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Abstract

Objective

To determine differences in the metabolism of proteoglycans and the gene expression of proteinases and their inhibitors between patellar tendons exhibiting chronic overuse tendinopathy and normal patellar tendons in humans.

Methods

Rates of loss and synthesis of proteoglycans were determined. Radiolabeled and total proteoglycans retained in and lost from the tissue were analyzed by fluorography and Western blotting. Levels of messenger RNA for matrix metalloproteinase 1 (MMP-1), MMP-2, MMP-3, MMP-9, MMP-13, ADAMTS-1, ADAMTS-4, ADAMTS-5, tissue inhibitor of metalloproteinases 1 (TIMP-1), TIMP-2, TIMP-3, and TIMP-4 were determined in fresh tissue.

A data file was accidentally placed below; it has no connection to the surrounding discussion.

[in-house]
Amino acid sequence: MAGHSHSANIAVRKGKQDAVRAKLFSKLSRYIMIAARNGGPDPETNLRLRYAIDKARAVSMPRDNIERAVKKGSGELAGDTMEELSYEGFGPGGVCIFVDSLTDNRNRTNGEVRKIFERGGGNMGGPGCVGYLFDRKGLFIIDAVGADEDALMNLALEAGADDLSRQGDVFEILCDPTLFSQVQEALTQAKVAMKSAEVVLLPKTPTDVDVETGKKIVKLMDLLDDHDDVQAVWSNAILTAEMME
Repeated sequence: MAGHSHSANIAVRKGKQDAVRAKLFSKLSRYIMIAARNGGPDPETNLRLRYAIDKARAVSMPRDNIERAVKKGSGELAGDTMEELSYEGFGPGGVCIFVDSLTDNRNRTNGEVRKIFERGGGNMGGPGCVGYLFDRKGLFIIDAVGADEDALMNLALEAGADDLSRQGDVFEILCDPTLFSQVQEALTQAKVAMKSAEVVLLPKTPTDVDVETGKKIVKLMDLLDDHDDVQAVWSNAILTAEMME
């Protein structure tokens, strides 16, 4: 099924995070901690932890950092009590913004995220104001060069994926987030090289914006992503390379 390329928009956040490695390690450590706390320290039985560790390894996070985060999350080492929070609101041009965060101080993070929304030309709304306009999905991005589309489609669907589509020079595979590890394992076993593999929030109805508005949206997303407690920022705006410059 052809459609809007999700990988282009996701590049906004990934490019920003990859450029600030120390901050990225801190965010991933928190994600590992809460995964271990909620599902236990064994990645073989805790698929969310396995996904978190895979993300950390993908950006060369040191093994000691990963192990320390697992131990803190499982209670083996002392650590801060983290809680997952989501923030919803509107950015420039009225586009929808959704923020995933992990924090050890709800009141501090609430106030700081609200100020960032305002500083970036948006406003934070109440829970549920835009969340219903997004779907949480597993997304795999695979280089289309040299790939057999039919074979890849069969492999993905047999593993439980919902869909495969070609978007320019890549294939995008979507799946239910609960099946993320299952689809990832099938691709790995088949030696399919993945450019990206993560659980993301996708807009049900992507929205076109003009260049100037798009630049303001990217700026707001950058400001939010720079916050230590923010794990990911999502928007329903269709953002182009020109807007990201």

Results

The rate of loss of 35S-labeled proteoglycans was greater in abnormal tendons, as was the rate of synthesis of proteoglycans. Fluorography and Western blotting revealed the presence of greater amounts of large proteoglycans (aggrecan and versican) in abnormal tendons, and these proteoglycans were rapidly lost from the matrix of abnormal tendons. There was no significant difference in the expression of ADAMTS-1, ADAMTS-4, ADAMTS-5, MMP-1, MMP-2, MMP-3, MMP-13, TIMP-2, TIMP-3, or TIMP-4. There was a significant increase in the expression of MMP-9 and TIMP-1 in abnormal tendons.

Conclusion

Our findings suggest that a change in the proteoglycan content of the extracellular matrix in abnormal tendons results from the altered metabolism of the cells, reflected in the enhanced synthesis of the large proteoglycans aggrecan and versican, and does not appear to result from changes at the level of gene expression.